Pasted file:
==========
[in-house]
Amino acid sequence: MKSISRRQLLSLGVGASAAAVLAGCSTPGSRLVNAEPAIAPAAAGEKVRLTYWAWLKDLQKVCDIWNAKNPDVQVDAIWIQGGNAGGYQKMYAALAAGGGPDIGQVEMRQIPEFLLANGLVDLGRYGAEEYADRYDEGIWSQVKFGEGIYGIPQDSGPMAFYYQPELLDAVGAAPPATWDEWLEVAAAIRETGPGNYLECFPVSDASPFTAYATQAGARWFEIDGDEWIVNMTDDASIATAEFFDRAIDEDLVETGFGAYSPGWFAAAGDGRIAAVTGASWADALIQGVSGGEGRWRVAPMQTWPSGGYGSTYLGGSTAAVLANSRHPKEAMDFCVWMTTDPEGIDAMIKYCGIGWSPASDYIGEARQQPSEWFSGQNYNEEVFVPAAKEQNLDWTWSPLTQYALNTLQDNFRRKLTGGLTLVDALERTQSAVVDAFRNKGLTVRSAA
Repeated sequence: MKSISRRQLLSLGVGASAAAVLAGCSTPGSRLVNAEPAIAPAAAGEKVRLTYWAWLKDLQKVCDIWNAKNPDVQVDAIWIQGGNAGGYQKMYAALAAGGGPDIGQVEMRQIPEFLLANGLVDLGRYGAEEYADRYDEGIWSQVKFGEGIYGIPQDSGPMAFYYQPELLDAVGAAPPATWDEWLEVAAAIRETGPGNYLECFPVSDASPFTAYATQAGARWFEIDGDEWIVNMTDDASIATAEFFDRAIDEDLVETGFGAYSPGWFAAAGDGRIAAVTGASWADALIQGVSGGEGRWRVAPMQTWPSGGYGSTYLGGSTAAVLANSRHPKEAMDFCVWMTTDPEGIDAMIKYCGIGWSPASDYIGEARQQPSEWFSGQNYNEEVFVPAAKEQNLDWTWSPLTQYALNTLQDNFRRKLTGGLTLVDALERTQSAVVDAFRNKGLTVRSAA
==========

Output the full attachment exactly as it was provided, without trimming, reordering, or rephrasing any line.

[in-house]
Amino acid sequence: MKSISRRQLLSLGVGASAAAVLAGCSTPGSRLVNAEPAIAPAAAGEKVRLTYWAWLKDLQKVCDIWNAKNPDVQVDAIWIQGGNAGGYQKMYAALAAGGGPDIGQVEMRQIPEFLLANGLVDLGRYGAEEYADRYDEGIWSQVKFGEGIYGIPQDSGPMAFYYQPELLDAVGAAPPATWDEWLEVAAAIRETGPGNYLECFPVSDASPFTAYATQAGARWFEIDGDEWIVNMTDDASIATAEFFDRAIDEDLVETGFGAYSPGWFAAAGDGRIAAVTGASWADALIQGVSGGEGRWRVAPMQTWPSGGYGSTYLGGSTAAVLANSRHPKEAMDFCVWMTTDPEGIDAMIKYCGIGWSPASDYIGEARQQPSEWFSGQNYNEEVFVPAAKEQNLDWTWSPLTQYALNTLQDNFRRKLTGGLTLVDALERTQSAVVDAFRNKGLTVRSAA
Repeated sequence: MKSISRRQLLSLGVGASAAAVLAGCSTPGSRLVNAEPAIAPAAAGEKVRLTYWAWLKDLQKVCDIWNAKNPDVQVDAIWIQGGNAGGYQKMYAALAAGGGPDIGQVEMRQIPEFLLANGLVDLGRYGAEEYADRYDEGIWSQVKFGEGIYGIPQDSGPMAFYYQPELLDAVGAAPPATWDEWLEVAAAIRETGPGNYLECFPVSDASPFTAYATQAGARWFEIDGDEWIVNMTDDASIATAEFFDRAIDEDLVETGFGAYSPGWFAAAGDGRIAAVTGASWADALIQGVSGGEGRWRVAPMQTWPSGGYGSTYLGGSTAAVLANSRHPKEAMDFCVWMTTDPEGIDAMIKYCGIGWSPASDYIGEARQQPSEWFSGQNYNEEVFVPAAKEQNLDWTWSPLTQYALNTLQDNFRRKLTGGLTLVDALERTQSAVVDAFRNKGLTVRSAA